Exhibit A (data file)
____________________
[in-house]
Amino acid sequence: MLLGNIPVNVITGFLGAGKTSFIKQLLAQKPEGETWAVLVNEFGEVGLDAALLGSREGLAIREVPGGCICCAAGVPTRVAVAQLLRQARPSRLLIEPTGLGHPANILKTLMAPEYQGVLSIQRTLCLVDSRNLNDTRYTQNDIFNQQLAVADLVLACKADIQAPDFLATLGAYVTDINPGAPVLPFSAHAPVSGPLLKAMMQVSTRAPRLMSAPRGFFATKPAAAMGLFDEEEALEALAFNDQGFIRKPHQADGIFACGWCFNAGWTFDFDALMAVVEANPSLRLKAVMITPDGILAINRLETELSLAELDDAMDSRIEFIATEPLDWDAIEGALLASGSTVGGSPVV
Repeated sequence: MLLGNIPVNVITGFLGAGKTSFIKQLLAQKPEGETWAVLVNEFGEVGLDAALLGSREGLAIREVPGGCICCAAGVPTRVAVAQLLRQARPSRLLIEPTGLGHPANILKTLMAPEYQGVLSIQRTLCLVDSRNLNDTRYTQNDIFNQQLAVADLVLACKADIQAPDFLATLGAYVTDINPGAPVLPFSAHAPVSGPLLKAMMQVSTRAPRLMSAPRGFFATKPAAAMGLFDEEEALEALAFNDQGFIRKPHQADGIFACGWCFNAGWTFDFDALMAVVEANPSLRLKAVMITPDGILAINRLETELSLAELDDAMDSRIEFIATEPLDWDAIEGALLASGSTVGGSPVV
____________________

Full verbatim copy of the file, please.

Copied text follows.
[in-house]
Amino acid sequence: MLLGNIPVNVITGFLGAGKTSFIKQLLAQKPEGETWAVLVNEFGEVGLDAALLGSREGLAIREVPGGCICCAAGVPTRVAVAQLLRQARPSRLLIEPTGLGHPANILKTLMAPEYQGVLSIQRTLCLVDSRNLNDTRYTQNDIFNQQLAVADLVLACKADIQAPDFLATLGAYVTDINPGAPVLPFSAHAPVSGPLLKAMMQVSTRAPRLMSAPRGFFATKPAAAMGLFDEEEALEALAFNDQGFIRKPHQADGIFACGWCFNAGWTFDFDALMAVVEANPSLRLKAVMITPDGILAINRLETELSLAELDDAMDSRIEFIATEPLDWDAIEGALLASGSTVGGSPVV
Repeated sequence: MLLGNIPVNVITGFLGAGKTSFIKQLLAQKPEGETWAVLVNEFGEVGLDAALLGSREGLAIREVPGGCICCAAGVPTRVAVAQLLRQARPSRLLIEPTGLGHPANILKTLMAPEYQGVLSIQRTLCLVDSRNLNDTRYTQNDIFNQQLAVADLVLACKADIQAPDFLATLGAYVTDINPGAPVLPFSAHAPVSGPLLKAMMQVSTRAPRLMSAPRGFFATKPAAAMGLFDEEEALEALAFNDQGFIRKPHQADGIFACGWCFNAGWTFDFDALMAVVEANPSLRLKAVMITPDGILAINRLETELSLAELDDAMDSRIEFIATEPLDWDAIEGALLASGSTVGGSPVV